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Human Voice

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ENTERTAINMENT
January 22, 2013 | By Peter Dobrin, Inquirer Music Critic
Does it matter why we hear the musicians we do? With its deep relationships and pedagogical bloodlines, Philadelphia risks a certain provincialism and clubbiness every time an artist steps out on stage. Astral Artists, though, is a vital hedge against that dynamic, expressed most recently on Sunday afternoon at the Trinity Center in the Philadelphia recital debut of Romie de Guise-Langlois. Where we're used to hearing refinement across all registers, this clarinetist argued for variety of tone.
NEWS
October 2, 2002 | By Aparna Surendran INQUIRER STAFF WRITER
A former first lady, the subject of an Oscar-winning movie, and a scientist who has studied the effects of pathogens on the human voice are among 12 winners of the 2002 O. Spurgeon English Humanitarian Awards. The award, in its second year, is named after the late chair of the department of psychiatry at Temple University; it honors a group of people who work with different types of alternative medicine. The awards will be presented Saturday after a 6 p.m. banquet at Temple's Diamond Club, 1913 N. Broad St. One of the winners is Sharry Edwards, a pioneer in human bioacoustics, examining the frequencies of different sounds in the human voice.
NEWS
January 17, 1987 | By Melvin Maddocks
Daily life is a noisy business. We said, NOISY. Why, you can hardly hear yourself think. We said, THINK. Automobile horns. Jet engines. Rock music. You know, the stuff that comes out of your Walkman headphones in order to drown out all the other noise. A person has to shout to be heard - louder and louder. And that's not great for the vocal chords. Evolution did not develop the human voice to its highest potential for the purpose of yelling "Taxi!" on Fifth Avenue on a rainy afternoon in New York, the scream capital of the world.
NEWS
October 5, 2005
He was not the "Black Shakespeare. " He was everyone's August Wilson. He died Sunday, too young, at 60, of liver cancer. His plays laid out the great cavalcade of African American experience - and placed it near the heart of all human experience. His legacy was a 10-play cycle chronicling life in 10 American decades. Ma Rainey's Black Bottom (1984) charts the sufferings and hypocrisies of one of recorded music's pioneers. In Fences (1985) baseball is a metaphor for life - and failure.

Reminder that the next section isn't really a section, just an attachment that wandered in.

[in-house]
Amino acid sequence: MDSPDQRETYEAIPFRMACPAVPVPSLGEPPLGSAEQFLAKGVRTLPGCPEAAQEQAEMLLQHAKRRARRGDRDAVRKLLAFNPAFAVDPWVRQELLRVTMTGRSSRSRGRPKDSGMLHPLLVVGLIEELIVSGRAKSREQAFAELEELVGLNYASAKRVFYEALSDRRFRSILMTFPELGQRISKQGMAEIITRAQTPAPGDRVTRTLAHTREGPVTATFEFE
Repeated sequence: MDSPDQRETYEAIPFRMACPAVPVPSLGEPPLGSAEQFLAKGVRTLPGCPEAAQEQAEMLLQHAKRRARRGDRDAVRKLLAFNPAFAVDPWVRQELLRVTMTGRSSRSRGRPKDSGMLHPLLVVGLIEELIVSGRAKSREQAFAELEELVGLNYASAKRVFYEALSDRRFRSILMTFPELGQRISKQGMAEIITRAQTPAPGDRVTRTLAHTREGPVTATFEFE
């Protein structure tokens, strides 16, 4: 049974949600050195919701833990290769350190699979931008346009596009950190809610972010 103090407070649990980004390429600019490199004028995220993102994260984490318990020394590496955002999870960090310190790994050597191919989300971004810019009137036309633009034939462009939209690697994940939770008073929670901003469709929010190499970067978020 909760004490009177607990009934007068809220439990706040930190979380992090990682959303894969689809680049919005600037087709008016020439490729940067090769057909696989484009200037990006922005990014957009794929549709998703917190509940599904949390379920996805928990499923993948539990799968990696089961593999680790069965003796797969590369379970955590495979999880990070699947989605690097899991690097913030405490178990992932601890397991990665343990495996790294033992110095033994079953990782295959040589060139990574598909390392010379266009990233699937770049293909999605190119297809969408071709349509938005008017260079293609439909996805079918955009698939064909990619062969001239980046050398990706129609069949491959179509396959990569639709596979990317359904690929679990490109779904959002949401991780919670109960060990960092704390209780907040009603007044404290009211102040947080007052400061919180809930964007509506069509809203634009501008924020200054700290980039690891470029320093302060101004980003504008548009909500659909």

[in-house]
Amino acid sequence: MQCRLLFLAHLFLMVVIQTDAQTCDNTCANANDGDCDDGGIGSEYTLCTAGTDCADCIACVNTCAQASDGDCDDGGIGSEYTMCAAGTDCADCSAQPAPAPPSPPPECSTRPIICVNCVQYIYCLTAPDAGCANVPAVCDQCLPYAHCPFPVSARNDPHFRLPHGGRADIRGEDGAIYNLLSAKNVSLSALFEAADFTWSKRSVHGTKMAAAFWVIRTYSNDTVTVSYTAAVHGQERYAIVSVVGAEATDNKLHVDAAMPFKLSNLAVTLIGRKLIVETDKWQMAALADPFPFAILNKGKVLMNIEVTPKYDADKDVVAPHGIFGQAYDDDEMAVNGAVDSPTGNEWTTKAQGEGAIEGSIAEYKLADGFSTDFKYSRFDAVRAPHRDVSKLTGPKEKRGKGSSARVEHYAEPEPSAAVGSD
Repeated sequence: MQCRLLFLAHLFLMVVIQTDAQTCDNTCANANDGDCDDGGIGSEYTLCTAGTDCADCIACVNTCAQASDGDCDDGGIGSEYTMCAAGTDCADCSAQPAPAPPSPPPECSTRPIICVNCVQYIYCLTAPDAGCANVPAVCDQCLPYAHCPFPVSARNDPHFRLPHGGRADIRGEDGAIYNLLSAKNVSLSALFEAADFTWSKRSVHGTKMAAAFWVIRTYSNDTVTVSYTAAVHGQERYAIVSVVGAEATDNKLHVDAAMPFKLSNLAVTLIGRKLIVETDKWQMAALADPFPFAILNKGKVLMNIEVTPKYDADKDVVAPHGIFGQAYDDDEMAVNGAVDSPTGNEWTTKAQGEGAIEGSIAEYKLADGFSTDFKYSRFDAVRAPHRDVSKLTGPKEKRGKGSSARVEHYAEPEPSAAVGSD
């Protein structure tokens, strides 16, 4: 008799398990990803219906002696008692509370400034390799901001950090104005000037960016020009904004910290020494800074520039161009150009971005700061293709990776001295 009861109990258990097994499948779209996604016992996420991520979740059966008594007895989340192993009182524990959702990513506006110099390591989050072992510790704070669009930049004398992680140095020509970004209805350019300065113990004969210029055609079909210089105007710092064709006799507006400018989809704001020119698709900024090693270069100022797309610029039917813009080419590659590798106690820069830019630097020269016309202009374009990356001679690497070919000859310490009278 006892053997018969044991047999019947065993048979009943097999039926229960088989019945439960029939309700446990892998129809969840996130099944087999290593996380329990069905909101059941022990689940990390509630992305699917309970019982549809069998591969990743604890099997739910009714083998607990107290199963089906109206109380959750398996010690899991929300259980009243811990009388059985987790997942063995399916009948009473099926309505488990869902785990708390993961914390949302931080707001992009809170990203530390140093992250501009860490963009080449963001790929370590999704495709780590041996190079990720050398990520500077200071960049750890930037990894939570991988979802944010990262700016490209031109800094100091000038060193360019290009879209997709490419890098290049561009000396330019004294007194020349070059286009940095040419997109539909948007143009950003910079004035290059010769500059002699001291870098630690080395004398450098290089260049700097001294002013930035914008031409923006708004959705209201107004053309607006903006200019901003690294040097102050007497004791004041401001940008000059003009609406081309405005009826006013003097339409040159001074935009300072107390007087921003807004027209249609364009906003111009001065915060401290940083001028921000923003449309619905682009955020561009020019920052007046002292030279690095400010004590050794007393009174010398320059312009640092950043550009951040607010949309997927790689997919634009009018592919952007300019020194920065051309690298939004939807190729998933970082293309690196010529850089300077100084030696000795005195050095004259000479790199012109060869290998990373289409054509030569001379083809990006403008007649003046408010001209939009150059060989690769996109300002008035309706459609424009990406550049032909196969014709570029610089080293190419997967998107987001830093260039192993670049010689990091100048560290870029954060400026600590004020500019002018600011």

NEWS
April 26, 2000 | By Crispin Sartwell
Call it cyborg chic. In popular music, we are hearing the merger of human being and machine. My son Hayes is way into a "band" called Eiffel 65, who recorded the ubiquitous hit "Blue (Da Ba Dee). " It's hard to tell whether what's singing the song is a human voice or a digital simulation. And there are no instruments on the record that people actually pick or blow. Another recent hit, "Only God Knows Why" by Kid Rock, employs the same unsettling technology. This latest wave of cyborg chic on the pop charts first broke last year about this time, with Cher's song "Believe.
NEWS
May 7, 2015 | By Bonnie L. Cook, Inquirer Staff Writer
Samuel Russell Cosby Jr., 97, of Mount Airy, an organist, schoolteacher, and choral director who blended the sounds of the human voice into a melodic tapestry, died Monday, April 27, of a heart attack at his home. A Philadelphian who grew up on Godfrey Avenue, Mr. Cosby showed an early affinity and talent for music. He attended Corinthian Baptist Church along with the rest of his family, and shortly after his graduation from Central High School at age 19 became the organist for Mount Olivet Tabernacle Baptist Church.
ENTERTAINMENT
September 12, 2012 | By A.D. Amorosi, For The Inquirer
Using the human voice as competitive equipment has reached dangerous levels of overexposure. Sure, magnificent vocalists have come from television's retinue of singing battle shows: Kelly Clarkson, Adam Lambert, Susan Boyle, Fantasia Barrino. Philadelphia's Ali Wadsworth, a current competitor on The Voice , is another. But there are too many televised bouts of vocal brio to contend with, too many losing singers to balm or ignore after defeat. No show is more bloodthirsty than the Gladiator -like bombast of The Sing-Off . Singing a cappella is like boxing without gloves.
NEWS
February 9, 2004 | By Robert S. Boyd INQUIRER WASHINGTON BUREAU
You'll never meet "Crystal," but she'll whisper sweet nothings into your ear any time you like. Not a person or a tape-recording, she is the disembodied voice of a computer, reading aloud whatever you ask her to say. Type a few sentences and "Crystal" will pronounce your message almost as well as a human would. Only a slightly robotic accent betrays that a machine is talking. But reading aloud is the simplest challenge in the 40-year struggle to teach human language to computers.
NEWS
March 28, 1999 | By Carrie Budoff, INQUIRER SUBURBAN STAFF
In this age of robotic phone operators and voice-mail mazes, Sharon Leinheiser is like a relic of days past. Every caller who dials the Moorestown municipal building hears her voice - a live, human voice - on the other end. No automated system. No voice mailboxes. Just Leinheiser, who still scribbles messages on those pesky pink "While You Were Out" slips. And that is precisely the problem, township officials say. "We are one of the dinosaurs," Leinheiser said. Not only is the 13-year-old telephone system antiquated; once 2000 rolls around, it might no longer work.